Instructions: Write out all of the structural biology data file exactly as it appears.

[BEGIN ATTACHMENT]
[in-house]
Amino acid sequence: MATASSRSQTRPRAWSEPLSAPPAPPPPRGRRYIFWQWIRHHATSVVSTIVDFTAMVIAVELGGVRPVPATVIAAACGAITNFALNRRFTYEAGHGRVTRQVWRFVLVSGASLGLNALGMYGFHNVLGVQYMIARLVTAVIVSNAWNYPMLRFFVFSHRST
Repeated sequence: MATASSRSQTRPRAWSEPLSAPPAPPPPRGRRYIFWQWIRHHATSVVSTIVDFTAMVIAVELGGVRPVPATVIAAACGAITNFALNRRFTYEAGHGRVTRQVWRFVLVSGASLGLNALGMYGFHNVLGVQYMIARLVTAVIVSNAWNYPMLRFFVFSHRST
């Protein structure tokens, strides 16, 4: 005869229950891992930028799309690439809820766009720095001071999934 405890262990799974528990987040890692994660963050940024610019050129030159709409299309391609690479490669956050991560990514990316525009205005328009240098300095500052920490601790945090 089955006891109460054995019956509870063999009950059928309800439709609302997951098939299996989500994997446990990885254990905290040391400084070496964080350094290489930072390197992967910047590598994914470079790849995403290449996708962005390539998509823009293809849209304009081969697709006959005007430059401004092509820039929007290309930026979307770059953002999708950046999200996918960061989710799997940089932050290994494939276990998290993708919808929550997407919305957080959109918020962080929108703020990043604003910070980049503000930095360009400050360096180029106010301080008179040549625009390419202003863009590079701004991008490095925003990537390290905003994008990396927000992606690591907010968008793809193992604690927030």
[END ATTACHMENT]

[in-house]
Amino acid sequence: MATASSRSQTRPRAWSEPLSAPPAPPPPRGRRYIFWQWIRHHATSVVSTIVDFTAMVIAVELGGVRPVPATVIAAACGAITNFALNRRFTYEAGHGRVTRQVWRFVLVSGASLGLNALGMYGFHNVLGVQYMIARLVTAVIVSNAWNYPMLRFFVFSHRST
Repeated sequence: MATASSRSQTRPRAWSEPLSAPPAPPPPRGRRYIFWQWIRHHATSVVSTIVDFTAMVIAVELGGVRPVPATVIAAACGAITNFALNRRFTYEAGHGRVTRQVWRFVLVSGASLGLNALGMYGFHNVLGVQYMIARLVTAVIVSNAWNYPMLRFFVFSHRST
């Protein structure tokens, strides 16, 4: 005869229950891992930028799309690439809820766009720095001071999934 405890262990799974528990987040890692994660963050940024610019050129030159709409299309391609690479490669956050991560990514990316525009205005328009240098300095500052920490601790945090 089955006891109460054995019956509870063999009950059928309800439709609302997951098939299996989500994997446990990885254990905290040391400084070496964080350094290489930072390197992967910047590598994914470079790849995403290449996708962005390539998509823009293809849209304009081969697709006959005007430059401004092509820039929007290309930026979307770059953002999708950046999200996918960061989710799997940089932050290994494939276990998290993708919808929550997407919305957080959109918020962080929108703020990043604003910070980049503000930095360009400050360096180029106010301080008179040549625009390419202003863009590079701004991008490095925003990537390290905003994008990396927000992606690591907010968008793809193992604690927030």